I don't like flying. I’ve never added the total time I’ve spent in the air but it must number in many hundreds of hours. Possibly I have more air miles than some junior pilots. Most of my travelling occurred in the 1990’s to a remote mine site in the Tanami Desert. The mining company maintained a minimal presence after closing the mine and I was one of about 10 men who worked out there on a six week on two week off roster. We flew out in five-seater Cessna’s and other tiny single engine aircraft.
One of these tacked together shit-heaps took about 4 hours to get there and we had to fly low so we wouldn’t suffocate. If it happened to be the wet season build-up we were sure to suffer the bumpiest scariest trip known to man. Flying towards looming black thunderheads with headwinds that slowed us to a standstill then seeing lightning shrieking past the window close enough to touch were common experiences.
Our pilots were kids. The small fly-by-night (hahahaha) airlines our mining company used snapped up all the inexperienced pilots while they were trying to get their air hours up to fly for the big airlines. We got different pilots regularly as they were sacked or promoted.
We got lost a lot. One of my workmates would never sleep on the plane. Not that sleeping was an easy pastime on the bucking bronco ride. He’d watch the ground for tell-tale roads and communities then let the pilot know how far off course he was. We watched the pilot a lot too as they turned their maps around and around trying to make sense of where they were in the featureless desert. They’d tap their gauges like I used to in my Torana. If I ran out of fuel in my Torana I coasted to a stop. I wasn’t as confident we could do that from several thousand feet up. And run out of fuel they did.
I do remember one time a pilot forgot to change tanks over and next thing we know the engine’s coughing and his panic-stricken hands are everywhere. We got going again and, when politely asked, the red-faced pilot mumbled something about not opening a valve.
One flight almost ended in disaster when the pilot landed on the old airstrip at the mine. Trouble was, months before it had been ripped from end to end with a bulldozer for revegetation. Imagine a ploughed field. He actually landed the plane on it. I think he should have had his wings taken off him for the screw up then given back again for pulling it off without killing everyone. I wasn’t on that flight, maybe that’s why I can afford to be magnanimous.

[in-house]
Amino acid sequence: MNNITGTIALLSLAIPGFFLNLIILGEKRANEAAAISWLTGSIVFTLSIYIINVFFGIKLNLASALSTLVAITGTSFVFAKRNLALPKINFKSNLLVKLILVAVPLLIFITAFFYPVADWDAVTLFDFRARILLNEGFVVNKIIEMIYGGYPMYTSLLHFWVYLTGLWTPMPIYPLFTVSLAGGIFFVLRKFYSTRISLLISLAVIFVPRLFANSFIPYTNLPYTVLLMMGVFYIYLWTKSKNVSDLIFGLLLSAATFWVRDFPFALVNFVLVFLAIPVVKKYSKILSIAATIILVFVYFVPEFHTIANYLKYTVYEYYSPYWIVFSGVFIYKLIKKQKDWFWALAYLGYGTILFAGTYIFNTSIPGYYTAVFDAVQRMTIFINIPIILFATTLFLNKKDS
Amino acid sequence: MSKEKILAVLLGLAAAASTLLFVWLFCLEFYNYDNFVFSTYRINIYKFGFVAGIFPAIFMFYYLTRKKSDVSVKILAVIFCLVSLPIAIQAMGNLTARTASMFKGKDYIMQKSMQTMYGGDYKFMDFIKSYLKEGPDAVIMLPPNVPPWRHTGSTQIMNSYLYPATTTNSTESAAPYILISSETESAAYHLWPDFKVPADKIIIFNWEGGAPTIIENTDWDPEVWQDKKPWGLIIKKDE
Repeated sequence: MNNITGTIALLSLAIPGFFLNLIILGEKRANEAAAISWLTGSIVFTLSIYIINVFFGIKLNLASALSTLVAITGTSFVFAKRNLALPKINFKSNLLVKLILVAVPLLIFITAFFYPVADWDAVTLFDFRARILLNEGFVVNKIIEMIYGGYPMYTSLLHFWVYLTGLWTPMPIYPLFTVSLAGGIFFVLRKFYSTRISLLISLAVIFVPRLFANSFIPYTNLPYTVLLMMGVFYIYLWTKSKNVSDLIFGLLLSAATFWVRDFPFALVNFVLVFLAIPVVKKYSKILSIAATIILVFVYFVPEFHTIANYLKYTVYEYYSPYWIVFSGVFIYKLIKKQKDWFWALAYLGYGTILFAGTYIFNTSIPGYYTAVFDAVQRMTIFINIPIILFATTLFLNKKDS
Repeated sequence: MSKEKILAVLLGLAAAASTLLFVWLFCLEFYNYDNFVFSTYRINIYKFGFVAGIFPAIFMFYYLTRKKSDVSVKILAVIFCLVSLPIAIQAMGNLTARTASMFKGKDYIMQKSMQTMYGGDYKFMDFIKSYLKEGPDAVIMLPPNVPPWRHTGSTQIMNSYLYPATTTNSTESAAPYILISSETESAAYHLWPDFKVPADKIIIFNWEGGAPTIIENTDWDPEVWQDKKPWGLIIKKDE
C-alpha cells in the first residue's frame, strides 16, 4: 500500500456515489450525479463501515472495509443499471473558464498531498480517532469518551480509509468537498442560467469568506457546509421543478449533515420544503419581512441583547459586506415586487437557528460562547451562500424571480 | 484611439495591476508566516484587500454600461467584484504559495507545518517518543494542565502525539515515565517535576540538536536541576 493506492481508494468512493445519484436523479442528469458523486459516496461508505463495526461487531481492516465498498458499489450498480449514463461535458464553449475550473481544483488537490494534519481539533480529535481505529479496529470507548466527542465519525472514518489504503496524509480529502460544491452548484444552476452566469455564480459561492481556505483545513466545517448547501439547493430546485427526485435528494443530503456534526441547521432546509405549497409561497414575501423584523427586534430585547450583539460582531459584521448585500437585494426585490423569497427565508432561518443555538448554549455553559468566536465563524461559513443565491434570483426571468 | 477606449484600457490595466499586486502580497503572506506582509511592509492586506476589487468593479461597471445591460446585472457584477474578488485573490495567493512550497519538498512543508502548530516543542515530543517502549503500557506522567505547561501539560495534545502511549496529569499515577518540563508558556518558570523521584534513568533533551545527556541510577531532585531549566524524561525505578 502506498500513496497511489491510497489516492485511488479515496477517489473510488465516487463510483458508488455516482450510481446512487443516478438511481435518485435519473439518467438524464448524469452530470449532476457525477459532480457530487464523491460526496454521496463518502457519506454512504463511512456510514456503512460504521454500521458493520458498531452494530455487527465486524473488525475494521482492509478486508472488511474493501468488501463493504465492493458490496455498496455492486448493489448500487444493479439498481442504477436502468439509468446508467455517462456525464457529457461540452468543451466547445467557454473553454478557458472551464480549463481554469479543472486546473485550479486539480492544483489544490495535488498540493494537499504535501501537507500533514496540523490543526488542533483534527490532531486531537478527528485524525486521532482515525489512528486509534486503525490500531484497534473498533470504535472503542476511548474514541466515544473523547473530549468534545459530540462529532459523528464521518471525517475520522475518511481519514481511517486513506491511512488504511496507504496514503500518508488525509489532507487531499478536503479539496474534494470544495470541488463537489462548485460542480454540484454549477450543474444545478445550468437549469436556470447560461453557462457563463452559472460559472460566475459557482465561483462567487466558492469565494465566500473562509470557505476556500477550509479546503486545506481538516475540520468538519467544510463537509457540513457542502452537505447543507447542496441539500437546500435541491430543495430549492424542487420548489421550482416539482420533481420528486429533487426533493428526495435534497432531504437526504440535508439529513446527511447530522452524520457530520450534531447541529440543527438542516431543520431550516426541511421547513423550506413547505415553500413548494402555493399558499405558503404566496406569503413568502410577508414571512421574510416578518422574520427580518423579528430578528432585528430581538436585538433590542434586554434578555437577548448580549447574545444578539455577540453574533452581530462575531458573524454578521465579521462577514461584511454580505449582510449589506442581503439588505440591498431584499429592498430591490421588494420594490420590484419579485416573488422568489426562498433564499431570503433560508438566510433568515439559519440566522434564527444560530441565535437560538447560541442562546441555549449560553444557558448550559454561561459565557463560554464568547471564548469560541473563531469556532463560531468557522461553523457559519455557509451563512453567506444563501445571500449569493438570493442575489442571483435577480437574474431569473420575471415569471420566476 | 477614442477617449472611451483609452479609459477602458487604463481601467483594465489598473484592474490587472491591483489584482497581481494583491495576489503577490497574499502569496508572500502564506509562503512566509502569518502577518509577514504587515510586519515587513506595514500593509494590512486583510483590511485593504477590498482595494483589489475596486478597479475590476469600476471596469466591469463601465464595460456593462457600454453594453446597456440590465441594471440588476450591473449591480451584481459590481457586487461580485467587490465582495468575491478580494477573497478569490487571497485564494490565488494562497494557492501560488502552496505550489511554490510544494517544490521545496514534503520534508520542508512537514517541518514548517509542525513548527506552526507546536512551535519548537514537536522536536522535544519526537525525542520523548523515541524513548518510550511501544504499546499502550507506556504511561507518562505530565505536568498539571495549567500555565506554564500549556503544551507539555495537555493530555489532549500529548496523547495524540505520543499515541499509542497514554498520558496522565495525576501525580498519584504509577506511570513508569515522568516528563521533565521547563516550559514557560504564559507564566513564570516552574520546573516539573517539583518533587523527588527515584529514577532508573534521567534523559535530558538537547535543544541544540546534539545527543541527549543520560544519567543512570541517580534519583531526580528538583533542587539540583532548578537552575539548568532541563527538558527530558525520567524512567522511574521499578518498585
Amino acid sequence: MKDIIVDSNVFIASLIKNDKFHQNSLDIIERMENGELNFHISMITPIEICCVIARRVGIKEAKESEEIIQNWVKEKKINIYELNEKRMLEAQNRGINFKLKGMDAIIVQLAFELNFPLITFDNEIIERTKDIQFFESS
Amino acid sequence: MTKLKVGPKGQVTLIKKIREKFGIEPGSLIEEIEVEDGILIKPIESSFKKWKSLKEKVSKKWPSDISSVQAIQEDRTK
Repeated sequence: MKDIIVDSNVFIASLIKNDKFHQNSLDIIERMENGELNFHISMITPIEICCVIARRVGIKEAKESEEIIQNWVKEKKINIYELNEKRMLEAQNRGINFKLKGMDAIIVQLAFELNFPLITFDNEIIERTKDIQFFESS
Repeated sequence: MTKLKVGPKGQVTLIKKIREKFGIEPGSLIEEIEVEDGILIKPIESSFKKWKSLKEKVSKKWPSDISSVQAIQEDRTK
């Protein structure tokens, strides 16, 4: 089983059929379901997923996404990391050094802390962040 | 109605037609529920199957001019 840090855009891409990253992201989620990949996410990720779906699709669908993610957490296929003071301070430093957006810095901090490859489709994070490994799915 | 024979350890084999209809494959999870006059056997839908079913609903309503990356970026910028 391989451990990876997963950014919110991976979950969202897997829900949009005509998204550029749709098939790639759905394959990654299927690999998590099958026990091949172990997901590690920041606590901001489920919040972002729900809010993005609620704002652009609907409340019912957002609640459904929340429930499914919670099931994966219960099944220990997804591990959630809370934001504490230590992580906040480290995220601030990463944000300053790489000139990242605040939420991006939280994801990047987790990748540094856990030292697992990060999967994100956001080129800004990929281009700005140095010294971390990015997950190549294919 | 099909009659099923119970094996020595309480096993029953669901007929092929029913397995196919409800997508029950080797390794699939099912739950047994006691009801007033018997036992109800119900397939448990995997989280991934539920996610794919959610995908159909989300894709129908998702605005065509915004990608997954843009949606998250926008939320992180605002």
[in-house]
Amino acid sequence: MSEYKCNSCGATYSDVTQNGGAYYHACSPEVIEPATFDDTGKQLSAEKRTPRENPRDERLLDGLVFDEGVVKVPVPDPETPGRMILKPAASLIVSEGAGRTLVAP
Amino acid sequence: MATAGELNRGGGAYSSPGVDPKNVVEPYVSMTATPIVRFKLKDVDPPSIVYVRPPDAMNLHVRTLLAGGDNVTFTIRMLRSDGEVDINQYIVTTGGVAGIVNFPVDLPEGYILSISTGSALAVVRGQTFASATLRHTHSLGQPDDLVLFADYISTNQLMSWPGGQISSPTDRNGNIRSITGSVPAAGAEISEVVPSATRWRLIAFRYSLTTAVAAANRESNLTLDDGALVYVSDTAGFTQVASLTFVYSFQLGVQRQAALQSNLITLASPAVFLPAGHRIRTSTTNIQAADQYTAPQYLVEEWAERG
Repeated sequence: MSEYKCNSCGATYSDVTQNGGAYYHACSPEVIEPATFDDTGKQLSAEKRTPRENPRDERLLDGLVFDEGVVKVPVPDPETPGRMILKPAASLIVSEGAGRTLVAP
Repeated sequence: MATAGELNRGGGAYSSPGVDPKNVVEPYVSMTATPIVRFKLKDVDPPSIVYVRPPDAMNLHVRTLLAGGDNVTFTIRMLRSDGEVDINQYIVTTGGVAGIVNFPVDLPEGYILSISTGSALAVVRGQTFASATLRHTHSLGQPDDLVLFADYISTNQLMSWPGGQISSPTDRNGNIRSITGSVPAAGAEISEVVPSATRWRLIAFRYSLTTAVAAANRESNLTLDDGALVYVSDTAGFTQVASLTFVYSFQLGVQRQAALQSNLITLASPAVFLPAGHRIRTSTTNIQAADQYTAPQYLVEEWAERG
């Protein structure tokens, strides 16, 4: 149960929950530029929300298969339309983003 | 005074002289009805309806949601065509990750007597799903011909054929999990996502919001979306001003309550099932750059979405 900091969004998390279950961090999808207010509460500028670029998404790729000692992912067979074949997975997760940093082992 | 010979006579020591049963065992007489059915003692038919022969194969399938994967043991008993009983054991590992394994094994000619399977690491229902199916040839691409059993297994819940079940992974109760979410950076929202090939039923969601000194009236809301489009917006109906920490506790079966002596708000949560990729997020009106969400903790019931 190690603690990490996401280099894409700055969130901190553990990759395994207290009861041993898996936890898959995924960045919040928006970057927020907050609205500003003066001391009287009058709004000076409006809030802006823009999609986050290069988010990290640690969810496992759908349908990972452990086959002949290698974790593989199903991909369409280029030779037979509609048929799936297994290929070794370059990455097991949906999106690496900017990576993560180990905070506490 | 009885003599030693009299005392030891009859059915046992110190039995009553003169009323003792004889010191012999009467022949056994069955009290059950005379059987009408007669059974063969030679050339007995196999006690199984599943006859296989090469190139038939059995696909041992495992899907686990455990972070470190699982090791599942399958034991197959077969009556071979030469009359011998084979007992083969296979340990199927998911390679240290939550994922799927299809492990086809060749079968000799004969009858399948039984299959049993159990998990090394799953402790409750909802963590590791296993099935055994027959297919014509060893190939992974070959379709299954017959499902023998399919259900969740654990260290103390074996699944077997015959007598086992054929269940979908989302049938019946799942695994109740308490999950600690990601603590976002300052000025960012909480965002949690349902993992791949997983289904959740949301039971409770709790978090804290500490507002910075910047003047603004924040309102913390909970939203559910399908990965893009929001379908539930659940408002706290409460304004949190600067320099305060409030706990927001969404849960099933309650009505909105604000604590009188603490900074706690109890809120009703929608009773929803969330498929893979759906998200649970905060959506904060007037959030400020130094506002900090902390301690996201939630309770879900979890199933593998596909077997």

So there are several good reasons why I shouldn’t enjoy flying right there. These days all my flights are on commercial airlines and I still hate every part of it. The not-knowing if your ticket is valid until you get there, the overblown security that forces people to strip every tiny metal particle from their bodies or suffer humiliating searches, the waiting, the crushing in of as many people into the tiniest space possible, the lost baggage and screwed up connections. It all stresses me out. I keep it inside of course. Wouldn’t like to make an embarrassing scene now, would I?
I’m usually tightly wound by the time we land. The wrong person bumping into me or coughing in my face better watch out for the windmill fists of death. Then I usually have to face a nice long drive through heavy rush hour traffic in strange cities. It’s merely another of life’s tortures. There’s little wonder I am known to lose my cool at times. Unlike the plane, at least I am in control of the vehicle which helps a bit. That’s a matter of opinion, isn’t it Mum?
Apologies to the wife for shouting but, READ THE MAP, DAMMIT, and don't add ‘maybe’ every time you give me directions. And don't tell me ‘that’s it!’ as the only exit for the next twenty kays tears past on the opposite side of a four lane highway. I’ve gotta have reaction times like Garth Tander while driving a poxy four cylinder hire car with less engine capacity than a carton of milk.
Robin and I have similar opinions about flying. Our solution, which we worked out on the Vanuatu trip, would be to knock us the hell out as we enter the airport and reawaken us at the other end. Damn straight. (Note: We prefer pharmaceuticals but if required we will accept a punch in the head.)